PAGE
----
Manchester United has sold the naming rights to its training ground as part of a sponsorship deal with insurance firm Aon estimated to be worth $230 million, a further sign of the Premier League leader’s off-field money-making abilities.
The eight-year agreement with Aon starts in July and includes having the company’s logos emblazoned on the training kit at United, which is on course to win a record-extending 20th English title in the coming weeks.
Aon’s name currently appears on United’s main match kit in a $130 million, four-year deal, but General Motors Co.’s Chevrolet division takes over that sponsorship in a $559 million, seven-year deal from the 2014-15 season.
Financial details of the new Aon deal were not publicly disclosed, but it is estimated to be worth $230 million over eight years and will also see the company provide United with business expertise.
United bought out its previous training kit sponsorship deal with express delivery and freight firm DHL early in a bid to secure more cash, with that agreement having been worth around $65 million over four years.
Although United is now also selling the naming rights to its vast training center at Carrington in south Manchester, the club has no plans to sell the rights to its main stadium.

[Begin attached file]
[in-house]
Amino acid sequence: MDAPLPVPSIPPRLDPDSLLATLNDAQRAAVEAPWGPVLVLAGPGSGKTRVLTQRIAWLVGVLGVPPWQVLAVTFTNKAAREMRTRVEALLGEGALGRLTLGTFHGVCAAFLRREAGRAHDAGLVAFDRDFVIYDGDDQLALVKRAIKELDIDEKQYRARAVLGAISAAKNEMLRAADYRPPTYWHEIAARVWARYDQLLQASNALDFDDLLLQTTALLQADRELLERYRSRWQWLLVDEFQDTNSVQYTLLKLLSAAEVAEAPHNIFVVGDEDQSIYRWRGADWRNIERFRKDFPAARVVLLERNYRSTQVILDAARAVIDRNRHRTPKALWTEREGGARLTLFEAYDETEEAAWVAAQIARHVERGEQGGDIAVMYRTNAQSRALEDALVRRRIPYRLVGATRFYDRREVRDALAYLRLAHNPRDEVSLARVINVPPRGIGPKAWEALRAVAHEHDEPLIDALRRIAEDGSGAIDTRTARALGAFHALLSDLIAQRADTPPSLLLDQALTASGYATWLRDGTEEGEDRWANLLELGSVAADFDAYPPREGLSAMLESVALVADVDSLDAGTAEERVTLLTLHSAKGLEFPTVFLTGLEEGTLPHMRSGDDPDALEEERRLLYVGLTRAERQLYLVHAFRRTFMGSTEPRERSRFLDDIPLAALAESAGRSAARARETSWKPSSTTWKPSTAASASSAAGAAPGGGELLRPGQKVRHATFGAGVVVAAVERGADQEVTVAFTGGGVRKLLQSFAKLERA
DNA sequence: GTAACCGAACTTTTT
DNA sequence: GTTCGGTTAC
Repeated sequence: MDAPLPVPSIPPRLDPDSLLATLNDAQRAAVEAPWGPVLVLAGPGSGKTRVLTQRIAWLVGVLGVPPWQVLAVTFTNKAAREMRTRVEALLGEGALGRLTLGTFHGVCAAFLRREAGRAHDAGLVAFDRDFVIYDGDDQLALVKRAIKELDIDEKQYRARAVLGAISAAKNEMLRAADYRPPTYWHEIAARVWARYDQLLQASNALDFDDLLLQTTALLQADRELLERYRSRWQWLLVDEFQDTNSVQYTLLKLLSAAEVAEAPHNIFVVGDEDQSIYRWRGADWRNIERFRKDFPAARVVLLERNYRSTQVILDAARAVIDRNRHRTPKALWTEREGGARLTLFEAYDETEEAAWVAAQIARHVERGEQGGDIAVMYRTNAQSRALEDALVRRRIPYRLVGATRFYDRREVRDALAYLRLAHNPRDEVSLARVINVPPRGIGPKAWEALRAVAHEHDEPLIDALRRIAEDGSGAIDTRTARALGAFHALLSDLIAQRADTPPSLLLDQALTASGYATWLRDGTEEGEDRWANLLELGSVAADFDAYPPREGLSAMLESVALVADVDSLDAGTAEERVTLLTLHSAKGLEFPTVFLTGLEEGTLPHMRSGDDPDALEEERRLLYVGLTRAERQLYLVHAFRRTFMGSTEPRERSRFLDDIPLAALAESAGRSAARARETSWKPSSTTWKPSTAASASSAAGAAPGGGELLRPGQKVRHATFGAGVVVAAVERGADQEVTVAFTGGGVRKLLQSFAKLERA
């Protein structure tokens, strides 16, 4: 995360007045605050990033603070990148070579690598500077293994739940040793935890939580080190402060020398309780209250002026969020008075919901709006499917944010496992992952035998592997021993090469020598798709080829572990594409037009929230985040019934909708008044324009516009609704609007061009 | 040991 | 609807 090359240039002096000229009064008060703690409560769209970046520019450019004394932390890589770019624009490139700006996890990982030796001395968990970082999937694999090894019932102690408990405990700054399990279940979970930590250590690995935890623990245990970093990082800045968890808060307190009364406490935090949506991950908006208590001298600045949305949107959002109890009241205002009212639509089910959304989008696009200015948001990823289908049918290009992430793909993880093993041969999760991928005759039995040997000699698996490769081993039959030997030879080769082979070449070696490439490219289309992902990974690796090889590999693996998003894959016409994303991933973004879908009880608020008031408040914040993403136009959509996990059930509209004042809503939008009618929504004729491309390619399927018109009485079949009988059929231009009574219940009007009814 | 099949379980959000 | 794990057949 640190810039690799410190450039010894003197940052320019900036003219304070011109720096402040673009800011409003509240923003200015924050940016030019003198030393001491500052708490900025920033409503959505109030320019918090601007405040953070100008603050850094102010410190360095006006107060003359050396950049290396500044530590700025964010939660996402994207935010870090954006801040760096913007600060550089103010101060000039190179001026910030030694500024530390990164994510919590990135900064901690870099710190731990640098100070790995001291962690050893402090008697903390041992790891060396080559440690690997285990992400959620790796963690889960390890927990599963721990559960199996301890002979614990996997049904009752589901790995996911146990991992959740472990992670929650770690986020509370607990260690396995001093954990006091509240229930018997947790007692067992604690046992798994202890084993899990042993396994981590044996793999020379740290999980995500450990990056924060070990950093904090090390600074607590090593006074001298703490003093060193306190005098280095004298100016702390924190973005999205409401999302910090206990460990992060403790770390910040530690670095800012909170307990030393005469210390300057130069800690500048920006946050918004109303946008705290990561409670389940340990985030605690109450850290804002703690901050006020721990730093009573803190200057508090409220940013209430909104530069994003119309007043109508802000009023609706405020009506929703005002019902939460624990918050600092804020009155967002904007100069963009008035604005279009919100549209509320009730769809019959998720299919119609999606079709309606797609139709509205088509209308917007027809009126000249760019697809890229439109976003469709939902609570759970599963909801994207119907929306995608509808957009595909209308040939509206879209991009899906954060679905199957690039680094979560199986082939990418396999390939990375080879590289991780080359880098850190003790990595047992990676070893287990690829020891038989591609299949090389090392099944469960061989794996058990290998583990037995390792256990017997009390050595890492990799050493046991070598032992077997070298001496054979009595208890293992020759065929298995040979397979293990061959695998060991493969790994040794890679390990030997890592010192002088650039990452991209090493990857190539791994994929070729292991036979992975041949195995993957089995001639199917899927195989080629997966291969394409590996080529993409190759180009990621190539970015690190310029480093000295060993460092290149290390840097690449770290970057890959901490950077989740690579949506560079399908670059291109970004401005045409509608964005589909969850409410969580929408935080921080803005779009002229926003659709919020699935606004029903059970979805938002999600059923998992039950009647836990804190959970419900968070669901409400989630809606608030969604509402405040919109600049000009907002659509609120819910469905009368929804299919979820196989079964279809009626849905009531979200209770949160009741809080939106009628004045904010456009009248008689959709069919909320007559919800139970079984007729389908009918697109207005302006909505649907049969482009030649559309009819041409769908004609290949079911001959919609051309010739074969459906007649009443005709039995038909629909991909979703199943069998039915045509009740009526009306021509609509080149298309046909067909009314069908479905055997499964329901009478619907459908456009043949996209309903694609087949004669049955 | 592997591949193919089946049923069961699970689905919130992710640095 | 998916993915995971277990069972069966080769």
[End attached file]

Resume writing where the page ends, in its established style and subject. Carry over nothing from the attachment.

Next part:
“Old Trafford will not be sold,” United’s executive vice chairman, Ed Woodward, said Sunday.
Since being bought by the American Glazer family in 2005, United has been rapidly raising cash through global sponsorship agreements.
United, which is listed on the New York Stock Exchange, recently forecast record revenue this season of at least 350 million pounds ($537 million).
The financial strength has been matched on the field this season, with United close to regaining the Premier League trophy from Manchester City, holding a 15-point lead over its neighbor heading into Monday’s final derby of the season.
Due to the imminent expectation of silverware after finishing last season empty handed, protests against the Glazers family have been non-existent this year.
Forbes said in January that United’s enterprise value, which subtracts debt from equity value, has risen to $3.3 billion, the highest for any sports team in the world.
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